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God of War Ragnarök’s epic conclusion helps mask last-gen design
The end is very nigh in God of War Ragnarök, and it’s a thing of beauty.
God of War Ragnarök review
I was late to the party with the OG God of War games, which meant I never fully appreciated them. By the time I got around to playing them, fixed-camera action games were frowned upon and, controversially, I’d already played a better God of War-type game: Dante’s Inferno.
All of that’s to say I came to God of War 2018 without any massive attachment to Kratos the Ares-replacing Greek war god. And I was immediately immersed. Not just in 2018, mind you, but also when I replayed the excellent God of War PC port in 2022. God of War 2018’s opening had a patience to its storytelling and confidence in both characters and world-building that was immediately gripping, even if the pace wasn’t typical action game fare.
I labour this backstory to say the initial hours of God of War Ragnarök were a mixed affair for me. The opening is weak and strangely linear, though linearity does become a recurring theme in terms of all other realms outside of Midgard and when Alfheim takes you to an unfamiliar sand-covered place that Anakin would abhor.
Familiar faces and strong writing persist, but the first-touch gameplay is on rails and the opposite of the most empowering moments of God of War 2018’s. Soon, though, that storytelling confidence draws you in and it’s off to the races. As you might’ve guessed from the game name, the impending doom of Ragnarök is on hand, and it’s up to the three Bs to stop it: the brains (Mimir), the brawn (Kratos) and the not-so-young Boy (Atreus).
Atreus is older, stronger and all in on fate, while Kratos is confident that they can all be the masters of their own destiny. It’s a strong through-line thematic tension that builds in such an effective way that it ties beautifully into more wholesome themes like chosen family, loss of love and even forgiveness. Throw in Thor and Odin as powerful antagonists, each with their own character arc, and the setting is suitably epic.
No sooner am I back into the full enemy-annihilating thrust of things—only occasionally distracted by the abundance of PS4-era slowly walking through cramped cracks and between-realms exposition, which smack of masking last-gen loading times—than things start going awry a few hours in. Without spoiling things, like God of War 2018, God of War Ragnarök is at its absolute best when it’s Kratos and Atreus: aka, the heart of the story.
Whenever things veer away from that tried-and-proven formula, cracks start to show. Your enjoyment of these sections will depend wholly on how connected you are to the supporting cast. When that includes returning characters at the top of their game, the cracks are less noticeable. When it’s newer characters who don’t gel or who seemingly damage the characterisation of existing characters to make quips land, your immersion may be tarnished as mine was. It doesn’t help that there’s an almighty McGuffin narrative cheat that drives the plot in one hellish realm.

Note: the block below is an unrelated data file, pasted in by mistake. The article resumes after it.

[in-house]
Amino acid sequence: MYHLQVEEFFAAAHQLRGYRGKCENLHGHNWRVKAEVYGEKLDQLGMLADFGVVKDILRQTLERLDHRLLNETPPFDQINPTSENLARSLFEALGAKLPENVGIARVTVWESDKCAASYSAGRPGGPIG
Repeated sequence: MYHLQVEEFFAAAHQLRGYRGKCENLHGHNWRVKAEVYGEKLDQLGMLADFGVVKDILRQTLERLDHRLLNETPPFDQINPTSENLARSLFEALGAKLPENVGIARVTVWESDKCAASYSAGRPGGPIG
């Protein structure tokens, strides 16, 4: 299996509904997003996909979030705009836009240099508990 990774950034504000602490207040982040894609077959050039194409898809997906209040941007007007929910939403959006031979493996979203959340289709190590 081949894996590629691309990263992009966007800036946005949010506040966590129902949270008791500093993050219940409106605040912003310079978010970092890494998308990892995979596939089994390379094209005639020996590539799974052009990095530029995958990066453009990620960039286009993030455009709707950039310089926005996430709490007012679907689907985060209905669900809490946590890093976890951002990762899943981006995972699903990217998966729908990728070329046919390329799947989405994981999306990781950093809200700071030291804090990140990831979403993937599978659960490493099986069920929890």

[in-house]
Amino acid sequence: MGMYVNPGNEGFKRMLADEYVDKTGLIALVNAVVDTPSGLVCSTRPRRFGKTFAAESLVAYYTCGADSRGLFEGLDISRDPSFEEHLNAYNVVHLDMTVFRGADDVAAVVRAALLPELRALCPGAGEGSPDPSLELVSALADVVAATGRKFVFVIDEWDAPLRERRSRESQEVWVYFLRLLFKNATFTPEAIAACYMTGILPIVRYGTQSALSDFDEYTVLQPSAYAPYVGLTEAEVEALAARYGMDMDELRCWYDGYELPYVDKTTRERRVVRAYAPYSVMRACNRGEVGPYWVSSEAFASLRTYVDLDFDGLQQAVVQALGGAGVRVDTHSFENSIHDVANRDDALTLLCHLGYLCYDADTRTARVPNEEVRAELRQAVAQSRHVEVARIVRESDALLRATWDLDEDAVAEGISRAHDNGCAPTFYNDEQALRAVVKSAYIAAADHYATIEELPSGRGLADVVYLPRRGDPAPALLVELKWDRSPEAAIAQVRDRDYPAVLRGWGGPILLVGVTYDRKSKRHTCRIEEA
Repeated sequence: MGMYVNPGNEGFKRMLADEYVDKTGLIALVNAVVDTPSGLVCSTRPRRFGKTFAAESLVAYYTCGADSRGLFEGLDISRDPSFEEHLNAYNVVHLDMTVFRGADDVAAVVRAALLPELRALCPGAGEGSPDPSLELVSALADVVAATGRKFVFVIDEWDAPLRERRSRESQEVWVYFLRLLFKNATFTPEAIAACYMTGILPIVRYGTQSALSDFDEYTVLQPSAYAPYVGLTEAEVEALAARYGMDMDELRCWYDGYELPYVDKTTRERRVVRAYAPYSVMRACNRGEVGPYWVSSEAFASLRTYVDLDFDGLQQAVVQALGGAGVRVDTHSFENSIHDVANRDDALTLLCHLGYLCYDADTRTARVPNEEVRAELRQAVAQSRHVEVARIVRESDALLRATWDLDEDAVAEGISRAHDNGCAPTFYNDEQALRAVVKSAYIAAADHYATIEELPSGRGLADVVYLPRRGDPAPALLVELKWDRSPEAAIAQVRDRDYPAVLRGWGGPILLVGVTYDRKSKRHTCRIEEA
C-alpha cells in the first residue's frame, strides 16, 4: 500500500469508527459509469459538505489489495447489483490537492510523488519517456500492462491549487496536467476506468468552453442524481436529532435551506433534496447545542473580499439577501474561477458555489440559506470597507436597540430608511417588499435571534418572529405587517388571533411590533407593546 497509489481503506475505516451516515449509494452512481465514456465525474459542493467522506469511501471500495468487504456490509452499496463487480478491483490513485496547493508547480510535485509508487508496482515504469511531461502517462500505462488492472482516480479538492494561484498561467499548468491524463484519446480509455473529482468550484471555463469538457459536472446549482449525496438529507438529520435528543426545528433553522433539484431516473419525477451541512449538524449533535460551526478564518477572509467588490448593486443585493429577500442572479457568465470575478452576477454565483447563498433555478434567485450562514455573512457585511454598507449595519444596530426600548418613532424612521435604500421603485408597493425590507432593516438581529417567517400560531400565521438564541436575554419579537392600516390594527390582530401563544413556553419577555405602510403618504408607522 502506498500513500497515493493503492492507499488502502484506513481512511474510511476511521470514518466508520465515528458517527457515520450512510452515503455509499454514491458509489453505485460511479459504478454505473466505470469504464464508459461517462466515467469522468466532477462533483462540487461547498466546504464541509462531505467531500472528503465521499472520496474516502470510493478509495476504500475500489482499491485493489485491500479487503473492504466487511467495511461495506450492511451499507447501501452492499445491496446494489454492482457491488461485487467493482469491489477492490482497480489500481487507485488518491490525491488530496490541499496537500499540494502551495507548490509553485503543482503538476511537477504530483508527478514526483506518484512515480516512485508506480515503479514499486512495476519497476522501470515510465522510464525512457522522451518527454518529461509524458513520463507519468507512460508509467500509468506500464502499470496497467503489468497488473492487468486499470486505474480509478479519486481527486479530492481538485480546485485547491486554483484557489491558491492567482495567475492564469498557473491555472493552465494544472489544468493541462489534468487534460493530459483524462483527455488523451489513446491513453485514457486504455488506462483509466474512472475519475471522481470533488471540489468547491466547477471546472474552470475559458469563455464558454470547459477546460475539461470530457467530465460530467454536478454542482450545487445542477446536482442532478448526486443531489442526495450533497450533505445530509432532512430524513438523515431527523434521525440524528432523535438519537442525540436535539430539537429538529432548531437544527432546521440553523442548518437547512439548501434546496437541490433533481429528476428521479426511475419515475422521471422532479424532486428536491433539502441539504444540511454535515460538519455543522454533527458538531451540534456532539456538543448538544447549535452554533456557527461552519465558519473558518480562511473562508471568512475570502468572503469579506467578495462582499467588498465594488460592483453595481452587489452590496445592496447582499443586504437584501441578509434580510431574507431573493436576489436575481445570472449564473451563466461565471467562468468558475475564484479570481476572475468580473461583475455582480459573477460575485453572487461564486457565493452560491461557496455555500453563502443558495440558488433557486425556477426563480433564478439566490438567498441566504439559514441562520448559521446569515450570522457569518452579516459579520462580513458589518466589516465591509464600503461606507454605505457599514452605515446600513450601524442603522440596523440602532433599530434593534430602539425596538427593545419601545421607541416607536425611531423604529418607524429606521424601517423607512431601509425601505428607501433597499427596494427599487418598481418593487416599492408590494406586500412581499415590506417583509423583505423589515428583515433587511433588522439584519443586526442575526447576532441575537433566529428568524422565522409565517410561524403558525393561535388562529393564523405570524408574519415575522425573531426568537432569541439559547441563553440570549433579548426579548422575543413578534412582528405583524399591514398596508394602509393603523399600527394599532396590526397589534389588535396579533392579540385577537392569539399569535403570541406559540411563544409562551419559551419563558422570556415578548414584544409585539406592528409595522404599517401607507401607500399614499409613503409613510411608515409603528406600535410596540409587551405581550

When immersion was damaged or destroyed for me in these moments, the gameplay cracks loomed largest. Bear in mind I essentially main-pathed God of War Ragnarök to get to the end of the story. But still, the linearity of most of the nine realms looms large. Most of them don’t have the same sense of open exploration as Midgard or a couple of others because they mostly amount to obvious paths.
When the path in these mostly linear sections becomes obvious, you know there’s a chest or off-path mini-boss to battle by veering the other way. That, or you have to come back later with a piece of equipment you’ve yet to unlock. On that point, characters mercifully let you know to stop banging your head against a wall when you don’t have the right gear. Frustratingly, those same characters are a little too quick to offer help during puzzles that you’ve mentally solved but are still going through the motions of finalising.
In fairness, these hint-happy hooligans can be tamed in the settings. There’s also an impressive array of options, including full control remapping—essential for those with dodge baked into the right face button—and a commendable suite of accessibility options. I highly recommend switching quick-time events to hold instead of tap and ‘upgrading’ Spartan Rage activation from R3+L3 to simply pushing your left stick towards a ready-to-rip foe.
You can also activate automatic collection of items on the ground, which can be a literal life-saver for nabbing health during a boss fight (particularly because it stuns nearby enemies on collection). But I reverted that switch because I like being able to manually collect health when I don’t yet need it. Admittedly, leaving this as the default setting did highlight some controller input issues.
Like God of War 2018, God of War Ragnarök stacks control inputs. This is a great feature that deters button mashing and rewards cool heads during frantic fights. Unfortunately, it falls apart when you rely on it so heavily that you accept the game will always do it. Sometimes the otherwise tightly tuned controls fell apart randomly in fights. Other times, I tapped multiple recall buttons for my main-slay Leviathan Axe and was frustrated not to have it returned to my hand.